Watershed Blog

Dog shaking off water next to a Team Watershed Drybag

Paddleboarding with Pups and Watershed Drybags

Guest Blog Post by Team Watershed Member, Maria Christina Schultz aka @sup_with_pup.

Women with a Watershed drybag backpack on and two dogs standing next to her by the river

Big Creek Backpack

Their heads snap back, ears perked up, and two wet noses fight for the first sniff. To them it’s an unmistakable sound – the popping of the airtight seal, then the release of air containing the scents of all the contents inside. A Honey Stinger, Red Barn beef flavored rolled food, and of course two Ruffwear water toys with their god awful slobbery wet dog saliva smell. All together it’s the scent of endless summer nights playing fetch on the sand bars of the Rappahannock River.

Dog shaking off water next to the Big Creek Backpack

My Australian Shepherds, or river rats, Riley and Kona love nothing more than our evening paddles and all things water. Our sand bar play sessions have been a tradition of summer for the last six years. As I look back over the years there are two things that have remained constant about these outings.

One: Tons of barking, splashing, and sand everywhere!

Two: My Watershed bags have always been with us to protect our essential gear from the chaos.

Two dogs wearing Ruff Wear water vests and playing Frisbee

In almost all my paddleboarding pictures, you may have noticed a small orange Watershed bag strapped to my board. It’s like an old friend, trusted and reliable. It’s a bag that’s accompanied me on the river for hundreds of miles to carry some of my most essential gear. It’s also the bag I turn to for any dog related adventure. After all I need to protect my gear from slobber as much as the river! So, when I’m paddling with my dogs, what’s in my Watershed Dry Bags? I’m glad you asked! Here’s my six pieces of essential gear we keep safe inside:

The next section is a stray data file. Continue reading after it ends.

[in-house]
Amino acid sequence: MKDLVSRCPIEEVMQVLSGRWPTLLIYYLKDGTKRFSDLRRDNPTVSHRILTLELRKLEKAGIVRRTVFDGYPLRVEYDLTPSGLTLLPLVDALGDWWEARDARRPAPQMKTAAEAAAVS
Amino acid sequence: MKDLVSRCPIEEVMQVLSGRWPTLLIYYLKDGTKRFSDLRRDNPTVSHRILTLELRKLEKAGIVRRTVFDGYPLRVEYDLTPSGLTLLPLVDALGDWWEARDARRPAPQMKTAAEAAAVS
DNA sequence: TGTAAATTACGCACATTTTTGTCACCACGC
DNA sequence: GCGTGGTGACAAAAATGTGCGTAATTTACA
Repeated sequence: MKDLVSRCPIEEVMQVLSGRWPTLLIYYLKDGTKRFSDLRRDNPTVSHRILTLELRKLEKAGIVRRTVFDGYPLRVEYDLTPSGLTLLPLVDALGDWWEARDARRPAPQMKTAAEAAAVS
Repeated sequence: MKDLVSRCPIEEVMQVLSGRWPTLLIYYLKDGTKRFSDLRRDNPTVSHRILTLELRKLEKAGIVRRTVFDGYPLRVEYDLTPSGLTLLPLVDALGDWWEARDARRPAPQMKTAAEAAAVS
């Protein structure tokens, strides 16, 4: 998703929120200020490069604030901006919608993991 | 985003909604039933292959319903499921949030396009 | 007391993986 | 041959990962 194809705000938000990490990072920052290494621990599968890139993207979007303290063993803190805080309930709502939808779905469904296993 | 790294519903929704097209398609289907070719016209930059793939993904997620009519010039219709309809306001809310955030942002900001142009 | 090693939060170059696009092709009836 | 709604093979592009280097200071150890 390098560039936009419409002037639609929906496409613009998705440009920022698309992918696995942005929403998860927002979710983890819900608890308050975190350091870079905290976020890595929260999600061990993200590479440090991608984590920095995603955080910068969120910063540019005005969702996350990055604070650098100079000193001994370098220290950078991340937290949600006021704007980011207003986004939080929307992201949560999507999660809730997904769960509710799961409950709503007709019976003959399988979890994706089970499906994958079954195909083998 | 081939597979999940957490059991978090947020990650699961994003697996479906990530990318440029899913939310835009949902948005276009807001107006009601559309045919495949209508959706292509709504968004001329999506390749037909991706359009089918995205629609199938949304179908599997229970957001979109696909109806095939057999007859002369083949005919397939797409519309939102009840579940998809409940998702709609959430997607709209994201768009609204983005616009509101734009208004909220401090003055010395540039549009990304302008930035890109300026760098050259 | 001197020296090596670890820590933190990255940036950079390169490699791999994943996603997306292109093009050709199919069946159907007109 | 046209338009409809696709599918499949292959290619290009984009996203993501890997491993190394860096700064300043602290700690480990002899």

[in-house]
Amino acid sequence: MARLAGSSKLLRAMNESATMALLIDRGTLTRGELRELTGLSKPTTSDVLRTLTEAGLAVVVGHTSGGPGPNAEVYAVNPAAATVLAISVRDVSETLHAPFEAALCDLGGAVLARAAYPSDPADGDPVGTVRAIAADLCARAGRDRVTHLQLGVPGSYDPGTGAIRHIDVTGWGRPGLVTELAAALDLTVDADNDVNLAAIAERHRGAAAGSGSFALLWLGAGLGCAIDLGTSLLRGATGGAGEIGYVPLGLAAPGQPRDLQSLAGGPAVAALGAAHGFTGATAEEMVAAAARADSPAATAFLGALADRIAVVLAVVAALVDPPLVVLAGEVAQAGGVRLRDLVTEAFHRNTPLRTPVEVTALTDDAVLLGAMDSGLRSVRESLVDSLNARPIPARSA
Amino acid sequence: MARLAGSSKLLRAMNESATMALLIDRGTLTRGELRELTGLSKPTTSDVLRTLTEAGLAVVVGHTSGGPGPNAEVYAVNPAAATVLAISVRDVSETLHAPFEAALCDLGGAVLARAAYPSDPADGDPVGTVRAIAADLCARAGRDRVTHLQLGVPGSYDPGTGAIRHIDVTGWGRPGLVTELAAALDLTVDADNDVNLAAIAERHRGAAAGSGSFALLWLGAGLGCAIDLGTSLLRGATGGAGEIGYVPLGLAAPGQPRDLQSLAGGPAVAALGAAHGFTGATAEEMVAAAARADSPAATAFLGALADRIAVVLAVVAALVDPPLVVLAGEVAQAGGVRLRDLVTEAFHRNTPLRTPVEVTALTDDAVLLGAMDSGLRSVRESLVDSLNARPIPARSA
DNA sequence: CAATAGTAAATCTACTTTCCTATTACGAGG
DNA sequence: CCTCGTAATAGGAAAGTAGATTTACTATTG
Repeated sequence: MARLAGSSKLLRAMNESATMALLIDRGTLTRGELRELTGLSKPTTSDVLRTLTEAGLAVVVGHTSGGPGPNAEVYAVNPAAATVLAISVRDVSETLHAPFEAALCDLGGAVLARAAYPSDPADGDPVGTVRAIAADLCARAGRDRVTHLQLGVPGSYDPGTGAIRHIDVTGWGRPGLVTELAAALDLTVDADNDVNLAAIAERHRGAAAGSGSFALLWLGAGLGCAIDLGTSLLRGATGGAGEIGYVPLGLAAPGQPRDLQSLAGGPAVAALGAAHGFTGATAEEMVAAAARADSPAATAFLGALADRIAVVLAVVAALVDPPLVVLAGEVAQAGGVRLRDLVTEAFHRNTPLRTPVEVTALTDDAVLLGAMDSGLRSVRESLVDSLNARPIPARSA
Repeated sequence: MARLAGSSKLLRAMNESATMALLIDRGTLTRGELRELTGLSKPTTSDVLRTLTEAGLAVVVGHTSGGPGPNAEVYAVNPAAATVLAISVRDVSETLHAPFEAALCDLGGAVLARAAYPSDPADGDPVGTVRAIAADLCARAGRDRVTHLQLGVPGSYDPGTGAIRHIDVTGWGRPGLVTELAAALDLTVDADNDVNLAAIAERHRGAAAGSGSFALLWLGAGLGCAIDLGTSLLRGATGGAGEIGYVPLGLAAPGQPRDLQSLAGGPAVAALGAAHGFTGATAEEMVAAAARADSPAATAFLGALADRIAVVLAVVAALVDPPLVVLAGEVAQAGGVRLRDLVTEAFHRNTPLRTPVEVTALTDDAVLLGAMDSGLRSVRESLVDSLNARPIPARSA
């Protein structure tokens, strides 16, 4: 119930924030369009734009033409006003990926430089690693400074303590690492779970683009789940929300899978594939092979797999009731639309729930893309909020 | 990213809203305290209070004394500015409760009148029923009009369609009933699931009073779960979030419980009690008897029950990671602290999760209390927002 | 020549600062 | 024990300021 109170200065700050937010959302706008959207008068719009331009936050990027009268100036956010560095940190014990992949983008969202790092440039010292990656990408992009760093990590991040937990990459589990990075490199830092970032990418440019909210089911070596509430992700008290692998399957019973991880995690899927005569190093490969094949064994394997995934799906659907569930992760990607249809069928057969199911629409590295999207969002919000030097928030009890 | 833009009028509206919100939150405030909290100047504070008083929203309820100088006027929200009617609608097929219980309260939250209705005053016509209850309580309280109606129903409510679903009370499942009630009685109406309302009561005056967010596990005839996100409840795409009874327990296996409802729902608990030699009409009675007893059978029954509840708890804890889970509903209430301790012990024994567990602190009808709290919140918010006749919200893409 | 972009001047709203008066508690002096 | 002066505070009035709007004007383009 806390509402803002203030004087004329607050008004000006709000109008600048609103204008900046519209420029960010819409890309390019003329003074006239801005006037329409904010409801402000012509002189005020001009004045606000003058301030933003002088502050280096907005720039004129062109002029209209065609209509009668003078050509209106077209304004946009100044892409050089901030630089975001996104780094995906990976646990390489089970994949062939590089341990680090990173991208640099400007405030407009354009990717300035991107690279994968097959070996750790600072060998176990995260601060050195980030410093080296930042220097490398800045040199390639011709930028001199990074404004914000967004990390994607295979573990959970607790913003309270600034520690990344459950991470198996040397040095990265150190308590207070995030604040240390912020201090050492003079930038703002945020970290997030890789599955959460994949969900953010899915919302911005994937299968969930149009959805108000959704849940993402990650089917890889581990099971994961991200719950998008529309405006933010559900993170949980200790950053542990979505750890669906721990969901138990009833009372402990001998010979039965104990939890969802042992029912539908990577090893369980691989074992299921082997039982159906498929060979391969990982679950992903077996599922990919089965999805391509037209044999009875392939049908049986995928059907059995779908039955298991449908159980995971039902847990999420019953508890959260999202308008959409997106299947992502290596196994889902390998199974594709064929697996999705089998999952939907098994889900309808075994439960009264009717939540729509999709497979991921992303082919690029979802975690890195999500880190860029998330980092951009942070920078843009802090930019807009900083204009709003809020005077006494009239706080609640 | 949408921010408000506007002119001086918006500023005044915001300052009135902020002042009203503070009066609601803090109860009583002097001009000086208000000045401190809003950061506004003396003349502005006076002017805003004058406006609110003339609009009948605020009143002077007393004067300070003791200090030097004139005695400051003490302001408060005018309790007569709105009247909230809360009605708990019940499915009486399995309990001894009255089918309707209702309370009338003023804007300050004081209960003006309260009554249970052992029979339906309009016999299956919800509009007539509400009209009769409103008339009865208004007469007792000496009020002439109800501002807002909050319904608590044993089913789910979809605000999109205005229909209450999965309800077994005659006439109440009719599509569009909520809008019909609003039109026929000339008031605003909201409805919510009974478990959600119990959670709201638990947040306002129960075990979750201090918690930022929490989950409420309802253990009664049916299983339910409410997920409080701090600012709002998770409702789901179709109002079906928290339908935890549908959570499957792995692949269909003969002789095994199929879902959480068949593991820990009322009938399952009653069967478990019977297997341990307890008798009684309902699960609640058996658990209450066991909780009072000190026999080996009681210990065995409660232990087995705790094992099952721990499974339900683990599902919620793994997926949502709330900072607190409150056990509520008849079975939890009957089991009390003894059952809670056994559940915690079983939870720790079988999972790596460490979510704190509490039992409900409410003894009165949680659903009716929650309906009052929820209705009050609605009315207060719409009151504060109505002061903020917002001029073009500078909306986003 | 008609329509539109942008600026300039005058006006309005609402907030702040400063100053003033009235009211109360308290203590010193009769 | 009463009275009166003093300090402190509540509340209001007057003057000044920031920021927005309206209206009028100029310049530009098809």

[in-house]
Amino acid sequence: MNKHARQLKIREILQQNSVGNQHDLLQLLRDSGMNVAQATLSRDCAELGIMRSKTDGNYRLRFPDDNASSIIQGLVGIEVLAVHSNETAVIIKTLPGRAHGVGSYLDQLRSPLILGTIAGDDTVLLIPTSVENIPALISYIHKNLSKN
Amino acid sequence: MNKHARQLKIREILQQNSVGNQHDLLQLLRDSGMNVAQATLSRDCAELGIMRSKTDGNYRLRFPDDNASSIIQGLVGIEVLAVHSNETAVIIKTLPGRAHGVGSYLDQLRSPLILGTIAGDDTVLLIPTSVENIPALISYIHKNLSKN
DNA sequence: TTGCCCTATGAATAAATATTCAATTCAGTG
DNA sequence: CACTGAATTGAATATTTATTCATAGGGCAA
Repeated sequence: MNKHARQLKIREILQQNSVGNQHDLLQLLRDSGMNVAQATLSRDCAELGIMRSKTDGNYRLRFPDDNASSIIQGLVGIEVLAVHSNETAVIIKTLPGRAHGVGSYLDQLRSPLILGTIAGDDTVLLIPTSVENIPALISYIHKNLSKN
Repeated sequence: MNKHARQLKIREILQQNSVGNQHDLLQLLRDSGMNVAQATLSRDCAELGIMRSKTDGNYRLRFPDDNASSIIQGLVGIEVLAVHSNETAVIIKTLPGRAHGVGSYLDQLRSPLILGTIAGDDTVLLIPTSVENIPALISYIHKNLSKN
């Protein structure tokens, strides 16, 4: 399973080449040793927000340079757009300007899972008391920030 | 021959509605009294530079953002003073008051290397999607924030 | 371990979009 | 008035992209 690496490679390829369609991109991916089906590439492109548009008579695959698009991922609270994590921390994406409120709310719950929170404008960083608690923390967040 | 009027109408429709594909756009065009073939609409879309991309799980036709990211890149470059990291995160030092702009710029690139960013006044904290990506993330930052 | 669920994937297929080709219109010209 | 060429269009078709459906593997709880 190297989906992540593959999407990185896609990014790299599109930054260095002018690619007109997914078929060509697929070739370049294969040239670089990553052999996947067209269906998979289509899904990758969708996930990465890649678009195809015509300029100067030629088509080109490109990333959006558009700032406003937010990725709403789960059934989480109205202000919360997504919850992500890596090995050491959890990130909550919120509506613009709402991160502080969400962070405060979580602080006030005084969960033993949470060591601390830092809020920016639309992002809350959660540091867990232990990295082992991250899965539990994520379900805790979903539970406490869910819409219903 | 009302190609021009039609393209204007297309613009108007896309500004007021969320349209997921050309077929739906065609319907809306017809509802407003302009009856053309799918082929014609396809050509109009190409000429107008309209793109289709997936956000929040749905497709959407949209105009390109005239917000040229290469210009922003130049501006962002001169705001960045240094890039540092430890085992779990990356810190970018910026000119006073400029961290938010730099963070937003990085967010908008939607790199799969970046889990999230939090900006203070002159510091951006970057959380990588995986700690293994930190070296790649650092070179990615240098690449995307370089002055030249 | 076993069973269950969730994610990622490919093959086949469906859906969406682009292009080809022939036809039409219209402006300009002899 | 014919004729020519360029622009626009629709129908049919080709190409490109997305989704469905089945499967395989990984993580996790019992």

1. Hydroflask & Ruffwear Water Bowl – because we all need fresh water.
  2. First Aid Kit – anything can happen and it’s better to be prepared!
  3. Knife – we’ve run into more fishing line than we should have.
  4. Carabiner – because you need to attach your bag to the bungee straps!
  5. Snacks – I naturally have low blood sugar.
  6. Smaller dry bag – here’s my best tip: my dogs have come to learn that bags usually carry toys and treats and from time to time they decide to put a wet nose inside or knock the bag into the river. That smaller bag protects the two most important things – my cell phone in case I needed to call for help, and the car keys to get us home!

Team Watershed logo on the backpack in the water

I also almost always have a camera with me. Two of my cameras are waterproof, but my favorite Sony isn’t. When I take the Sony out with me, I never worry about it in this bag! Oh, and treats for the dogs, I’m constantly training, and rewarding good behavior, and also because sometimes bribery works when I need them to look at the camera!

What do you keep in your drybag?

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